The atmosphere is rather gloomy as last-minute shoppers fill Athens' central market Varvakeios and the neighboring streets ahead of New Year's Day, when Greeks traditionally exchange gifts. Several shops remain closed, and only a few people carry bags, with most pedestrians sticking to just window-shopping.
As Greek households' incomes have been reduced dramatically this year due to the impact of the Covid-19 pandemic on the economy and uncertainty remains, most citizens cut back on holiday shopping by 35-50% compared to 2019, according to surveys.
"The market here in the city center has been affected tremendously because our customers are not from the neighborhood," Andreas Niotis, vice president of the Varvakeios Market, told Xinhua. "As people are afraid of using public transport to reach the market, we witnessed a decline of 50-60% in revenues this season and throughout the year compared to last year. If this problem with the virus does not end soon, we won't have reason to be optimistic. We don't know how long we can last," he said, and many of his customers and passers-by shared his concern.
While the government launched a mass vaccination program last Sunday, 88% of Greeks still expect the new economic crisis caused by the pandemic to continue throughout 2021, a survey conducted by the Association of Business and Retail Sales of Greece (SELPE) found. It showed that 73% of respondents would spend less this season compared to last year, while 39% said they had reduced their budget for holiday shopping by more than 50%.
On average, Greeks will spend 128 euros per capita, with 19% of survey respondents saying they planned to spend up to €50, 22% €51-100, 25% €101-200, and 14% not a single eurocent.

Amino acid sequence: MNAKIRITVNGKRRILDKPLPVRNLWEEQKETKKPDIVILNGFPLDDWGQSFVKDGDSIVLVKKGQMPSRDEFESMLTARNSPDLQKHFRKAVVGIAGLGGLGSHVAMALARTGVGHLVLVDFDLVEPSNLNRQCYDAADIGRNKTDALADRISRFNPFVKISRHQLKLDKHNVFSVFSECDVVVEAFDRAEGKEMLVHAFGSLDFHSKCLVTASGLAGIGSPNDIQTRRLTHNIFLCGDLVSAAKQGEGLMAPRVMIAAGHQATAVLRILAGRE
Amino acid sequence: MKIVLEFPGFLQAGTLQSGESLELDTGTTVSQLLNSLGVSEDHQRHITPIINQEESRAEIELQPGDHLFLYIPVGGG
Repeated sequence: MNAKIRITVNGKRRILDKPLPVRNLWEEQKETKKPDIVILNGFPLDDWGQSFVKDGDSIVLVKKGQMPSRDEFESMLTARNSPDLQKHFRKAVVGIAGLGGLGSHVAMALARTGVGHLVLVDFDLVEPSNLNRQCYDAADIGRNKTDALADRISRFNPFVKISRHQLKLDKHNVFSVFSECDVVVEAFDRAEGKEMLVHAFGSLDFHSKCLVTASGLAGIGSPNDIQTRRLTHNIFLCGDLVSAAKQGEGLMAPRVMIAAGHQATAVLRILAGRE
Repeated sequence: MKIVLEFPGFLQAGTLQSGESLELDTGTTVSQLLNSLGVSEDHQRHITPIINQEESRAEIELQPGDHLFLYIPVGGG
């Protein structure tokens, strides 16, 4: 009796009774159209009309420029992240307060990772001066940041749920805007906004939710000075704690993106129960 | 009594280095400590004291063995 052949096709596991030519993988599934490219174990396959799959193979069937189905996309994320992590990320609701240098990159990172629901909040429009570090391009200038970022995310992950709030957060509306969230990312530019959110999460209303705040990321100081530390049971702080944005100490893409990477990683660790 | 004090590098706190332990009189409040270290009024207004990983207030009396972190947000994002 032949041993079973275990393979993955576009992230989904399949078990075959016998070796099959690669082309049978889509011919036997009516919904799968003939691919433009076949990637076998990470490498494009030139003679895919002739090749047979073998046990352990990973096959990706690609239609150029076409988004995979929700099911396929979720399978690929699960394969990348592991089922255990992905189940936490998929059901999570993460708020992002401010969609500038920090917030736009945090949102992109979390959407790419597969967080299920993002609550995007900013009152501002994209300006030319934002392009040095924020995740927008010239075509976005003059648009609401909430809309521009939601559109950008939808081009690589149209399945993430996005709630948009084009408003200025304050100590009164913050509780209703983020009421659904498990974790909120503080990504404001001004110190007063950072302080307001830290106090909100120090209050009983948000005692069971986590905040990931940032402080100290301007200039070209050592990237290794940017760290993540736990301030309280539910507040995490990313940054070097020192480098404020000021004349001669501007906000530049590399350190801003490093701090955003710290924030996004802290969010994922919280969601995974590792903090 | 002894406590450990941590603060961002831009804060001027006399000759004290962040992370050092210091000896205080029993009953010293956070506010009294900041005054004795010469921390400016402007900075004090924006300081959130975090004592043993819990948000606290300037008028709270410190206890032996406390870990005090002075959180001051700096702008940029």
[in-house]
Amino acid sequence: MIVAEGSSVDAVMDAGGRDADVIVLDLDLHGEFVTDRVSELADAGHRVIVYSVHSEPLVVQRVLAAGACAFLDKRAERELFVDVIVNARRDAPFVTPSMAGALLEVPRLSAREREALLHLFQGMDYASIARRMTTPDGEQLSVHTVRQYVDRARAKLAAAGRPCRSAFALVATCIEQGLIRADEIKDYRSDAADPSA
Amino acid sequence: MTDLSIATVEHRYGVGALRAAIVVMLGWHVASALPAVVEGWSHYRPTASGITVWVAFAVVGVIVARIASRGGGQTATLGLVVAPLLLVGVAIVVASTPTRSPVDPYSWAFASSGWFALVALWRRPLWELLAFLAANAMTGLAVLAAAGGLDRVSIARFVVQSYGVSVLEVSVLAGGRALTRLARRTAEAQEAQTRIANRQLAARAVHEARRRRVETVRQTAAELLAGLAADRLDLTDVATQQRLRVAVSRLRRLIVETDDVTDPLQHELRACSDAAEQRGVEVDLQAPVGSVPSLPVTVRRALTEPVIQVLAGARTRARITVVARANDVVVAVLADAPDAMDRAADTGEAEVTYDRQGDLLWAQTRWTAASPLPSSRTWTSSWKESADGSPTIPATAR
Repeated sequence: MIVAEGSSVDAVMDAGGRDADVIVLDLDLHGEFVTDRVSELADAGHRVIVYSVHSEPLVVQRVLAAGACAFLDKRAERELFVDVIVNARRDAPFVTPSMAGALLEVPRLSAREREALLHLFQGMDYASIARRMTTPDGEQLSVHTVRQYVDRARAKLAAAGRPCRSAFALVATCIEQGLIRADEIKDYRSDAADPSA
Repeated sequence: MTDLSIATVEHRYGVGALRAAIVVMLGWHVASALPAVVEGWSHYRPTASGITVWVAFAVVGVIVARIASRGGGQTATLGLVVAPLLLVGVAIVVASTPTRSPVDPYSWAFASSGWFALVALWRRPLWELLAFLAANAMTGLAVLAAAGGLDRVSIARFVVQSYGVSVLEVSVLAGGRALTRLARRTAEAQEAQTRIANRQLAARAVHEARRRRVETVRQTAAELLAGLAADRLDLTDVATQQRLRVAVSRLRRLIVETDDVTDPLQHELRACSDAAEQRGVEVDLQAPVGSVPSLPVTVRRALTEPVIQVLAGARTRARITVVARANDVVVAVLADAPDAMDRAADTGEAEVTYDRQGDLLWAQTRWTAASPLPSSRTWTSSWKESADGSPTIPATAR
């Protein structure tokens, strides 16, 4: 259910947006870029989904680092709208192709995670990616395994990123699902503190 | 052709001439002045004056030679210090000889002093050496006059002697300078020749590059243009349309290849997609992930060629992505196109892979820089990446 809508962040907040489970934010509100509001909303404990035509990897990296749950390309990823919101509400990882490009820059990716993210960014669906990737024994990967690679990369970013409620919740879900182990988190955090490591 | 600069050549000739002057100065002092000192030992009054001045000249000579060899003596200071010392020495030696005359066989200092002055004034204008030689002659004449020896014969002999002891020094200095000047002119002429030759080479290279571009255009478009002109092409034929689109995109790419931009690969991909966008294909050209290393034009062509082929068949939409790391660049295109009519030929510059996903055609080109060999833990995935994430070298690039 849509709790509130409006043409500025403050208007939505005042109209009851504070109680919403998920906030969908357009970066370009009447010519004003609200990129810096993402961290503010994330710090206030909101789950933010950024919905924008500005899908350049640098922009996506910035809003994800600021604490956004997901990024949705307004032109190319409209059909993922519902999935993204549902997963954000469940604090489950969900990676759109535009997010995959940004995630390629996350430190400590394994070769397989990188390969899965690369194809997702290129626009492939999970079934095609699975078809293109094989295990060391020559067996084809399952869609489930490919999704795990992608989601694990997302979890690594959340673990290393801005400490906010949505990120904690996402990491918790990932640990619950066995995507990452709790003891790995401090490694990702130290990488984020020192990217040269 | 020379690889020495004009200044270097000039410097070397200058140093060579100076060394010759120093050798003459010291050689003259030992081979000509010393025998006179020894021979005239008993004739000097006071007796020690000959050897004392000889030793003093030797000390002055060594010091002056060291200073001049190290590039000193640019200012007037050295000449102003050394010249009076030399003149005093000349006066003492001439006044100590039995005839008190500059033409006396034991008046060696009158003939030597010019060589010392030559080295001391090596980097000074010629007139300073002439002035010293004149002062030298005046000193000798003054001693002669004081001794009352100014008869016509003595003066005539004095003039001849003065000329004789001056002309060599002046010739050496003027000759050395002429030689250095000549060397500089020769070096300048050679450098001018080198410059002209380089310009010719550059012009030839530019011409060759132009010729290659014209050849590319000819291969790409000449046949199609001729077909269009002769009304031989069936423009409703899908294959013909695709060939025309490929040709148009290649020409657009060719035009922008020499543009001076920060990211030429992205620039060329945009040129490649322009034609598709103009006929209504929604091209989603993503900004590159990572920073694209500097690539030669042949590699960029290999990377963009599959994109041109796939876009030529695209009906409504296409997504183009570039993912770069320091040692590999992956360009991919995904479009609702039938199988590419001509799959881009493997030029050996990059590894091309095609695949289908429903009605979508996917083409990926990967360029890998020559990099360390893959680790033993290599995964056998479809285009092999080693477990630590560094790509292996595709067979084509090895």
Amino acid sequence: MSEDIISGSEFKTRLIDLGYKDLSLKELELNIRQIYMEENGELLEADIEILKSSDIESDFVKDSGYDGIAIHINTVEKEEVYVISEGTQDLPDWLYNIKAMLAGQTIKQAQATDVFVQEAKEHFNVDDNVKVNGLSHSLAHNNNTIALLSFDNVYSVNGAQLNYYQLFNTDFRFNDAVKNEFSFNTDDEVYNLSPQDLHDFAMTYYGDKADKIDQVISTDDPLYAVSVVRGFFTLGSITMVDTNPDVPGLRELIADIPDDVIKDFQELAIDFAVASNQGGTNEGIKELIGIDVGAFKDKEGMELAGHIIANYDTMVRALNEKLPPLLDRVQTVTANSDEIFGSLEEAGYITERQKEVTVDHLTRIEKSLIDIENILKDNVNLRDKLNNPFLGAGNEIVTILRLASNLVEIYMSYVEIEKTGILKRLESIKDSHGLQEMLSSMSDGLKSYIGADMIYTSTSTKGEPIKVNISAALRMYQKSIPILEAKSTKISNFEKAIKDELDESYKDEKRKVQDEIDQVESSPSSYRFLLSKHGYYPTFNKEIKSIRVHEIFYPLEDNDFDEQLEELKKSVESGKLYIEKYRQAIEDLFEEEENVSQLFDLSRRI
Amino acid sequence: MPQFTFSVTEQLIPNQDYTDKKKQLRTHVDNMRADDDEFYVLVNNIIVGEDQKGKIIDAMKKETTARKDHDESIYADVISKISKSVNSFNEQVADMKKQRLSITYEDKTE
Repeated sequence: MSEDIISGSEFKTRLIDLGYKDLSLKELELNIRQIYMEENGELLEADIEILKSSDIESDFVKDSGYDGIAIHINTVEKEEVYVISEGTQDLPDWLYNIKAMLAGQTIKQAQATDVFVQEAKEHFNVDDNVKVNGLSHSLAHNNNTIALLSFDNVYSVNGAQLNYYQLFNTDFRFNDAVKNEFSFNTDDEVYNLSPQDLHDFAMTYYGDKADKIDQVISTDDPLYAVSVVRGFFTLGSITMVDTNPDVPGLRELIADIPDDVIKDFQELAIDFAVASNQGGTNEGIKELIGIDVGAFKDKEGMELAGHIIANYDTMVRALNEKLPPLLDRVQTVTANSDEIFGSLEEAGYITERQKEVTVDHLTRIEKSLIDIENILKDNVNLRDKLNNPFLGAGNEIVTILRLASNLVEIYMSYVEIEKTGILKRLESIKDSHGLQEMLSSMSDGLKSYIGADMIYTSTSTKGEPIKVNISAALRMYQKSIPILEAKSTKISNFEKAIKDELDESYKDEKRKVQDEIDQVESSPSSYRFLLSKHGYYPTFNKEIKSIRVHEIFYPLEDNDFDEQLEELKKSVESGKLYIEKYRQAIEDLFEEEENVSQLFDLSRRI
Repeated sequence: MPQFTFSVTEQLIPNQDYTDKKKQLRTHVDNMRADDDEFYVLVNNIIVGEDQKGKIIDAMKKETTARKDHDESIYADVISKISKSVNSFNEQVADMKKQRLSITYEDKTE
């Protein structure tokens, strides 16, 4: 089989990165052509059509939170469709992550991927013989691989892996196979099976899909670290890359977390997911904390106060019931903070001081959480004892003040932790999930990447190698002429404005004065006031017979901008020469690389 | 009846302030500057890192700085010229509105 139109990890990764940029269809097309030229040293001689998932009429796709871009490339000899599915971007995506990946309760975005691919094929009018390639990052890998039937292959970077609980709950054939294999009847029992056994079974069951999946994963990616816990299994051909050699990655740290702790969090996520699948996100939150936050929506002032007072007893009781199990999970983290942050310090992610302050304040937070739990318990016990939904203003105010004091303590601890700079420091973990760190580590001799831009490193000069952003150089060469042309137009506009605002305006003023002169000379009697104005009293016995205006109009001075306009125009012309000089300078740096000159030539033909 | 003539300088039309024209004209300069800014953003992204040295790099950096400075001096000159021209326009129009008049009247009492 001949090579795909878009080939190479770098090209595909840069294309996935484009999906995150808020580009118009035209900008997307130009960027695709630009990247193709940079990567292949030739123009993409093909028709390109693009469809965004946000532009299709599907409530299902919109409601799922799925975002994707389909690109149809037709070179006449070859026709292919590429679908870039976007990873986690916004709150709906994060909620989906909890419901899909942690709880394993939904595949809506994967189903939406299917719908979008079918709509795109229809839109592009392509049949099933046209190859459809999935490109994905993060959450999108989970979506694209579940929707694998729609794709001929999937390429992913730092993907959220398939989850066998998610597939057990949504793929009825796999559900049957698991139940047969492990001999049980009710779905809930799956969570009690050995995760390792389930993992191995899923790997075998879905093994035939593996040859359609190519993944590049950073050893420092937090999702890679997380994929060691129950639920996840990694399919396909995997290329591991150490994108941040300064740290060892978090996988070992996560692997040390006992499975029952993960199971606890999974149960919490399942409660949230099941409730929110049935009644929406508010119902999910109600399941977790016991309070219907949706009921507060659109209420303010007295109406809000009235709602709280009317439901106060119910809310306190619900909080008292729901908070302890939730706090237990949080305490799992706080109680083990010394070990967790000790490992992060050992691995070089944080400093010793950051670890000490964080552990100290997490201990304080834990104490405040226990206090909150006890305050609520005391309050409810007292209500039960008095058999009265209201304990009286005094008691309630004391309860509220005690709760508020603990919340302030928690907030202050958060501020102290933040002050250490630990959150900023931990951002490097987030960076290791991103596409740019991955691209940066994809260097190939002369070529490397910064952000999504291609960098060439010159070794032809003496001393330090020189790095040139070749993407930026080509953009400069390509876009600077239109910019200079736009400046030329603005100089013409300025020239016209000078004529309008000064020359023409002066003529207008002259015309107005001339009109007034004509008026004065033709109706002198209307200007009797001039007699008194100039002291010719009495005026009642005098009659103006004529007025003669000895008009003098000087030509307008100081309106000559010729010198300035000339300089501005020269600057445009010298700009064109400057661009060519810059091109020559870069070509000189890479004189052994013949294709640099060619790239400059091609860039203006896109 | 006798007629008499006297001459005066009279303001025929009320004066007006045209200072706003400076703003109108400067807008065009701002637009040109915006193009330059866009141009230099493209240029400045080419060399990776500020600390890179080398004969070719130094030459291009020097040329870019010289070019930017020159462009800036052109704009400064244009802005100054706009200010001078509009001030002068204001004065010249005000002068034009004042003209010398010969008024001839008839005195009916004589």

At least half of Greeks will reduce their shopping budget by at least one third this year, said another survey carried out by Kaspersky.
Nikoletta is one of those who will not buy any gifts, she told Xinhua. She was only window-shopping on Ermou Street in front of the Greek parliament on Monday. She will cook for her loved ones, she explained. "We are all feeling undoubtedly the impact on our finances. It is obvious. The situation is difficult. We hope everything will go well and that this is the beginning of the end. I believe that next summer we will start taking our lives back," she said.
Vassilis, a pensioner exiting Varvakeios with the basic ingredients for the festive meal in his bag, also had to erase a lot from his shopping list this year.
For Greeks, the typical festive meal for Christmas and New Year's Eve includes turkey, pork or lamb, salad, cheese, wine, soft drinks and dessert. The average cost is 81.42 euros this year, marginally lower than last year, according to the Research Institute of Retail Consumer Goods (IELKA).
"Unfortunately, we had to shrink everything a lot. (We are spending) far less compared to last year. We purchased gifts only for our grandchildren. We hope the situation will improve," Vassilis said.
With the whole country still in lockdown and maximum nine people allowed to gather around a family table, there will not be much exchanging of gifts anyway.